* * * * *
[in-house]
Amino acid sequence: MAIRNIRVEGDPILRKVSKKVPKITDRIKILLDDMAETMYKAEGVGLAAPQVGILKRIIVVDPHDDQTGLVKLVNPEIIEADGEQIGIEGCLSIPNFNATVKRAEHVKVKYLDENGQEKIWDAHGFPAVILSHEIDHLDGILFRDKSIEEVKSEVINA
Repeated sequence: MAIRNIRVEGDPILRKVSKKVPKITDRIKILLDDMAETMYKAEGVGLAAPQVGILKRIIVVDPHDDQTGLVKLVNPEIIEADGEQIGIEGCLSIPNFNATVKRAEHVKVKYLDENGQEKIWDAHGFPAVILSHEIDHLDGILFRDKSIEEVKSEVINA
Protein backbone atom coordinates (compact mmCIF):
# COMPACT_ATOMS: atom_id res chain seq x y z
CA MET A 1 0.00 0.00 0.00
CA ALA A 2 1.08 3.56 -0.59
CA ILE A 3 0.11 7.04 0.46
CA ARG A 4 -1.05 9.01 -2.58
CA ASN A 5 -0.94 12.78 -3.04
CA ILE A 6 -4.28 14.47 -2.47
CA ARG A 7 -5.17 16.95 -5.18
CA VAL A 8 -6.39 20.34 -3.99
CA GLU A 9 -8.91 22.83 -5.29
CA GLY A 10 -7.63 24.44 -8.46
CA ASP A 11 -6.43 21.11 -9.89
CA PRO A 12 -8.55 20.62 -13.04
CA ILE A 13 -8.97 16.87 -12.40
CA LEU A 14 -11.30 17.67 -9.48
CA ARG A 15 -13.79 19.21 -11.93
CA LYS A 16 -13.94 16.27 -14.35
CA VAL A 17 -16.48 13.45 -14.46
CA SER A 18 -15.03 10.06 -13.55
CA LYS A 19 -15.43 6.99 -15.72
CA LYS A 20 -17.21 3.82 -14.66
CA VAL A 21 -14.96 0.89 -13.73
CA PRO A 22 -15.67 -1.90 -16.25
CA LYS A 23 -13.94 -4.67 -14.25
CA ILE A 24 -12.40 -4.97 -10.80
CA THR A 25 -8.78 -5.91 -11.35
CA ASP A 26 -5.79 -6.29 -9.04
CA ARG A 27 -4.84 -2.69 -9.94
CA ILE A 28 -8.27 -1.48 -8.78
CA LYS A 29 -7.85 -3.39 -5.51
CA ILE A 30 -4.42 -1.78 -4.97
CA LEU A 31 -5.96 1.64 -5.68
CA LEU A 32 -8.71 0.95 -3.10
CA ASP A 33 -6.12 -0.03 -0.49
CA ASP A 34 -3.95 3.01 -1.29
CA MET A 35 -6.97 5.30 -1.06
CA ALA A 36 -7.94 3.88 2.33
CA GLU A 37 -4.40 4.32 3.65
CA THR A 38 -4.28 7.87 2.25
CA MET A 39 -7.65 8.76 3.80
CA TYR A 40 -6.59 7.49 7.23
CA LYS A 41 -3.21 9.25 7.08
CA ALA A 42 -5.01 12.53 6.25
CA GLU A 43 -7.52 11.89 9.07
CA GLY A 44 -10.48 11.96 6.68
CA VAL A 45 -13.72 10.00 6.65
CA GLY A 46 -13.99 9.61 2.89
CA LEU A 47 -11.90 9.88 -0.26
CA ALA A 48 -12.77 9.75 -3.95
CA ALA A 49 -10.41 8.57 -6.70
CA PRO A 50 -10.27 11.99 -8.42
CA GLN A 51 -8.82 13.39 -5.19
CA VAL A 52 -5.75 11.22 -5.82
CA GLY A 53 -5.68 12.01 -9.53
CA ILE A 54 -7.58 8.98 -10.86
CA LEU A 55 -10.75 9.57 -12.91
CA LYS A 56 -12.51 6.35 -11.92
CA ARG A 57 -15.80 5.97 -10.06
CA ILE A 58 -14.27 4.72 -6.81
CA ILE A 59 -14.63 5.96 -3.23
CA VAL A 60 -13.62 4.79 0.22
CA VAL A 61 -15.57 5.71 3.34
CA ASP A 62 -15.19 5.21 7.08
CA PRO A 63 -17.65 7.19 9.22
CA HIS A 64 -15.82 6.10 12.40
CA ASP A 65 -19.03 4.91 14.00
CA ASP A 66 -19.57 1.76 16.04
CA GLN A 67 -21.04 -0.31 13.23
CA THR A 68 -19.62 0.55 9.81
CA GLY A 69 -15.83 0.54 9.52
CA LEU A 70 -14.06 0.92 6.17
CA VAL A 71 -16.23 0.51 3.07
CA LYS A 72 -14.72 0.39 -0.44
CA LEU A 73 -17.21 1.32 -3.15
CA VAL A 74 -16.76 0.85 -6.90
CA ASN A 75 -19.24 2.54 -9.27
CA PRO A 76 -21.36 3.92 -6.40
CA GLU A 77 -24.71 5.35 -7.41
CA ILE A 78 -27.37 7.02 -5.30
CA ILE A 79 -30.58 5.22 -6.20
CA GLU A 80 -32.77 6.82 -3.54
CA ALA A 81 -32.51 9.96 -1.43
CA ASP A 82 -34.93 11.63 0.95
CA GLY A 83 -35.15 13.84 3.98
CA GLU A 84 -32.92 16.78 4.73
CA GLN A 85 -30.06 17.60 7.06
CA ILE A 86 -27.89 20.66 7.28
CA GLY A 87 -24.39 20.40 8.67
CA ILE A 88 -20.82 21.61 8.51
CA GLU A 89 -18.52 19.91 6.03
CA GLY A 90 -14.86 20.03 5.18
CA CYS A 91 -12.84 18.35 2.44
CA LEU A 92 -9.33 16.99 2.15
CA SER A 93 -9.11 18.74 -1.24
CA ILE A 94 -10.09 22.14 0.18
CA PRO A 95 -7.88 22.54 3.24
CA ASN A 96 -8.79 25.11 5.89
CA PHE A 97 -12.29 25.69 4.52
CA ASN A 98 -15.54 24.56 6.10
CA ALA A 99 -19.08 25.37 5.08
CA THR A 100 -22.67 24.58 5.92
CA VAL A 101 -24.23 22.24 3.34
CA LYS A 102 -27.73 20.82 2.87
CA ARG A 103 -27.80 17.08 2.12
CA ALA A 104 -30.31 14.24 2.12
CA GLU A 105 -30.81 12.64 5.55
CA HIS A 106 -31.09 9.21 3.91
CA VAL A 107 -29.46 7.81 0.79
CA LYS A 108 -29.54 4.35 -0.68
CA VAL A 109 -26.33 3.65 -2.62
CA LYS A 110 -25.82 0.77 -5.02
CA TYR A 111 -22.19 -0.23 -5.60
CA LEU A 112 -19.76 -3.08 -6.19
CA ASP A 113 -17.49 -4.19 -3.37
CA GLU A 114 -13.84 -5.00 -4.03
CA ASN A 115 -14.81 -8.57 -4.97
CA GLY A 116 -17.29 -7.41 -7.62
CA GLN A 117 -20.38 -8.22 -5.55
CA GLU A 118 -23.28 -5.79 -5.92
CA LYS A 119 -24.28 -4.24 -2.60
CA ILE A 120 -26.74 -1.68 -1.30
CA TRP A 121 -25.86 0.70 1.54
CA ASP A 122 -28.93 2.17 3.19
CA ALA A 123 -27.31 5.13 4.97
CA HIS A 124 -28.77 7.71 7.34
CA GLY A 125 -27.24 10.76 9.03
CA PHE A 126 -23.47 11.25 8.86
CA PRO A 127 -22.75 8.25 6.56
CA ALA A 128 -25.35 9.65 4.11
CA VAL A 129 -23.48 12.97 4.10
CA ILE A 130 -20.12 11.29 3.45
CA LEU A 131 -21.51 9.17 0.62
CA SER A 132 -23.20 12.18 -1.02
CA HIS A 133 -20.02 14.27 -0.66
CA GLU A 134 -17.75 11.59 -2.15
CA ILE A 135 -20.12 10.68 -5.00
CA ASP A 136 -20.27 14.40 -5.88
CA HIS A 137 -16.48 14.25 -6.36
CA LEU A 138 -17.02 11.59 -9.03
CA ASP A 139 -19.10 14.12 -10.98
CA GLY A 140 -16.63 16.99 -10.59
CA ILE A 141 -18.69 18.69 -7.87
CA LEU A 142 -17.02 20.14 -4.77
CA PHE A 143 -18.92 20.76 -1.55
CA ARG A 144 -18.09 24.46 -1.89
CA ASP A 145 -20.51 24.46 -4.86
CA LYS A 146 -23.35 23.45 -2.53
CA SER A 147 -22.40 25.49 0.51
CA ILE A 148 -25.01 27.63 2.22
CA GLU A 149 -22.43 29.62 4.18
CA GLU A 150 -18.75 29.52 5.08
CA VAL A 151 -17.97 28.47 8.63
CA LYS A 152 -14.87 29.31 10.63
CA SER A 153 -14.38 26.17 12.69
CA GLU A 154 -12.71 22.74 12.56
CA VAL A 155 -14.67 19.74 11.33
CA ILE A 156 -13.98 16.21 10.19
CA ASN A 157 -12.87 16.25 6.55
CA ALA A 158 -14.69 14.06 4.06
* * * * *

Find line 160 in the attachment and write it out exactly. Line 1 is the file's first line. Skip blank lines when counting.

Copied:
CA VAL A 155 -14.67 19.74 11.33